But while his letter is addressed to him, as it should be, Maura’s is addressed to “Henry.” In a brief conversation with the mystery man who climbed aboard last week, who calls himself Daniel Solace (Aneurin Barnard), he notes that Maura is an Irish name, though she is not Irish. She also reveals, to the boy, that her brother was aboard the Prometheus, and that she believes he somehow sent the letter. 

Finally there’s Daniel himself, who uses one of the mysterious green beetles that scuttle around and lead people who follow them to where they need to go. It leads him directly to Ada, Krester and Tove’s precocious little sister. “I’m so sorry,” he tells her.

1899 ep2 I’M SO SORRY

Next thing we know, she’s discovered dead by the crew, who are on the brink of mutiny over the captain’s decision to ignore the brusque order they’ve received from their passenger line’s mysterious new owners — “SINK SHIP” — and make a U-turn in order to tow the thing back to Europe.

And oh yeah, everyone’s on a bank of TV monitors…???????

1899 ep2 FINAL SHOT OF THE EPISODE WITH THE TV MONITORS

There’s more, namely a mysterious sigil: a triangle crossed with a line, which shows up on the secret passage’s trap door, on the carpet in the first-class section, on the back of Maura and Eyk’s letters, in the design of Clémence’s earrings (?!), and on a tattoo on the Boy’s neck. In short, there’s plenty to keep you guessing.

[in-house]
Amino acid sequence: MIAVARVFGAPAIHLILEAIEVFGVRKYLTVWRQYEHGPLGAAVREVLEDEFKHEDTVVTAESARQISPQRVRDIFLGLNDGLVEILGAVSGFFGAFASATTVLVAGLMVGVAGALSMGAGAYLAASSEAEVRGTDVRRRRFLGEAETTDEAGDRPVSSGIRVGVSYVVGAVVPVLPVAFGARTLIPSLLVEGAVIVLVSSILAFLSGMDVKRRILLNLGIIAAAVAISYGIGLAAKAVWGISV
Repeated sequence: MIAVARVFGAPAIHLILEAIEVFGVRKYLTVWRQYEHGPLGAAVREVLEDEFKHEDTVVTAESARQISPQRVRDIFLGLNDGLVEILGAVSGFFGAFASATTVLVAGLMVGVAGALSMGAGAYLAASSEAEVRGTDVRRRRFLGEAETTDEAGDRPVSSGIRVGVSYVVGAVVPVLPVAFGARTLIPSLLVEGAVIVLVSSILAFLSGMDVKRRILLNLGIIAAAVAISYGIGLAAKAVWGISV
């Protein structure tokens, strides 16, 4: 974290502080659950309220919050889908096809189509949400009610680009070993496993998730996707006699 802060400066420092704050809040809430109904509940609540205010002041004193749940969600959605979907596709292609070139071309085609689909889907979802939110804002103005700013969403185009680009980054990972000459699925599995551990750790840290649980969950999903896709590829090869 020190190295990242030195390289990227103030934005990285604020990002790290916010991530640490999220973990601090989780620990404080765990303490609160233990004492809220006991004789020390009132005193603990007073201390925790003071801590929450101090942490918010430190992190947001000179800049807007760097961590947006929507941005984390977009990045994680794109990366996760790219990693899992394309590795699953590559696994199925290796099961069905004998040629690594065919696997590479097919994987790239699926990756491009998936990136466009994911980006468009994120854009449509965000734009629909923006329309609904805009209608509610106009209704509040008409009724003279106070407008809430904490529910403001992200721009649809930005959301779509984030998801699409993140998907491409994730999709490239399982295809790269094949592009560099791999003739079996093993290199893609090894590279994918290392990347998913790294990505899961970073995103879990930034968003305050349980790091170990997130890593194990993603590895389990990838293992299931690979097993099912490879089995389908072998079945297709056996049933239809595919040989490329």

But I don’t think the purpose is to drive you nuts trying to theorize your way out of it, mystery-box style. I mean, you can do things that way if you want, you always can, but it’s very much optional, as it always has been. (No one ever needed to pen 3500-word “reviews” of random Lost episodes about how the Smoke Monster has to be nanotechnology or whatever.) A mystery-box show, in the pejorative sense, kind of does require you to theorize, since it has little else to offer. A mysterious show treats the mysteries as their own reward, a way to generate suspense, dread, confusion, a sort of dreamlike/nightmarish vibe. I think that’s undoubtedly what 1899 is doing. The combination of its dark, inscrutable mysteries and its depressive, desperate characters creates something more than the sum of its parts, not less. It’s not a mystery box, it’s a black pyramid, and like the Boy and Maura, we can turn it around in our hands and contemplate it and still see only the darkness.

Sean T. Collins (@theseantcollins) writes about TV for Rolling Stone, Vulture, The New York Times, and anyplace that will have him, really. He and his family live on Long Island.